The instant Erin’s hands touched the chessboard, there was a slight flash of magic. Ceria sat up, and Venaz jerked, but it was too late. It was just a simple spell probably hardwired to some element of Erin touching it, but Niers’ voice emerged.

“—and may I congratulate you, Miss Solstice, on your fine recovery and victory. I hope to speak with you soon. Venaz has a [Message] scroll keyed to me for discussion on chess and whatnot. Please give my best to Bird and Mrsha and the rest.”

And he did it. He did it. Wil closed his eyes and wondered if Lord Tyrion Veltras could have topped that.

The chess board was superfluous after the first one, which was okay—everyone liked a unique chess board, even one so pointed.

The life-sized figurine was bad. The hand-delivered missive was another thing. Niers had overcorrected from doing nothing.

They could even survive the automated message. But—Erin stared at the tiny figurine of Niers. It had only shifted a bit with the magical spell. Yet instead of holding his hat, the little Niers had—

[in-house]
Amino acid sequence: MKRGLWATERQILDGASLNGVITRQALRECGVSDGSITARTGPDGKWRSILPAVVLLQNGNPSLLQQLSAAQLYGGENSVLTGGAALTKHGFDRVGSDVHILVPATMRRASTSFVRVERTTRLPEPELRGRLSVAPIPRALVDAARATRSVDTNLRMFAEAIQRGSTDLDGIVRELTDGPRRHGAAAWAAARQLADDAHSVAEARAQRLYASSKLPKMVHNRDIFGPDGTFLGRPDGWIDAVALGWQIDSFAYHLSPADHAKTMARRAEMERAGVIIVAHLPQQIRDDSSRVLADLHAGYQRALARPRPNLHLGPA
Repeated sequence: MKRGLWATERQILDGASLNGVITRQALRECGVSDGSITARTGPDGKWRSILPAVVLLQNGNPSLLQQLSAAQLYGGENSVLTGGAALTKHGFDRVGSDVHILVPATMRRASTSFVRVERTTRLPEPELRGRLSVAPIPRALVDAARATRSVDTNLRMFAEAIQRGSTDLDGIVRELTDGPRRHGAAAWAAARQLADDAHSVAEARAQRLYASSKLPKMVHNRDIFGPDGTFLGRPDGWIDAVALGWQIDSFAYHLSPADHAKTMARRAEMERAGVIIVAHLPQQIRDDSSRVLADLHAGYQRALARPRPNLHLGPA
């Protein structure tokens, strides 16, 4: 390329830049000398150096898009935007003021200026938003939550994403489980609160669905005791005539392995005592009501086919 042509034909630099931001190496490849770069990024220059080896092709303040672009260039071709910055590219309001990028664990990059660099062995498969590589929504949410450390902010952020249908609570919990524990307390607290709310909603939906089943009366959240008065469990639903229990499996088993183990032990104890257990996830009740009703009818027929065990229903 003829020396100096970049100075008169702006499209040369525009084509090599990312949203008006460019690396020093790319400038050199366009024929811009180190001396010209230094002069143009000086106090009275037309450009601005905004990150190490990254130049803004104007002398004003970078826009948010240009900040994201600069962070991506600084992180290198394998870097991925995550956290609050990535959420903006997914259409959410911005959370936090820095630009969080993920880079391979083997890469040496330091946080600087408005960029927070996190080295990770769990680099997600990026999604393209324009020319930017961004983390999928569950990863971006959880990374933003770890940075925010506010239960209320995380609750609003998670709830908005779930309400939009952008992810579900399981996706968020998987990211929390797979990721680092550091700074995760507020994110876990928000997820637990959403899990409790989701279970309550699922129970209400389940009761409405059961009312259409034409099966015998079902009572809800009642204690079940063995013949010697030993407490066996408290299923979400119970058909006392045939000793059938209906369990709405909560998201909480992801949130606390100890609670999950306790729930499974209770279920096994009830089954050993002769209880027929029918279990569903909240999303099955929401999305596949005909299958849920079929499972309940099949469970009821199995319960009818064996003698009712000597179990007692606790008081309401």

A rose.

Erin Solstice slowly looked up at Venaz. The Minotaur was sweating as he gazed back. The pain in his eyes…everyone waited.

Message received. Totally, completely, you cannot ignore this. Earl Altestiel of Desonis was surely taking notes on how to be more explicit in his advances. Pellmia could feel a dark power calling him back home.

As for Erin? She stared at the chessboard and, without a word, slowly turned her wheelchair around and began maneuvering it back towards the inn. The four students saw her receding back as Erin rolled away. Then—very faintly—Wil heard her begin to chuckle.





Author’s Note: You may hate it. Some people said, ‘we will surely never achieve more cringe than Lord Tyrion Veltras’. And you were wrong.

You may deny it. But tell me you don’t believe that Niers Astoragon would do this. With Foliana watching, encouraging, egging him on. This. This is what happens when you lose your Perorn.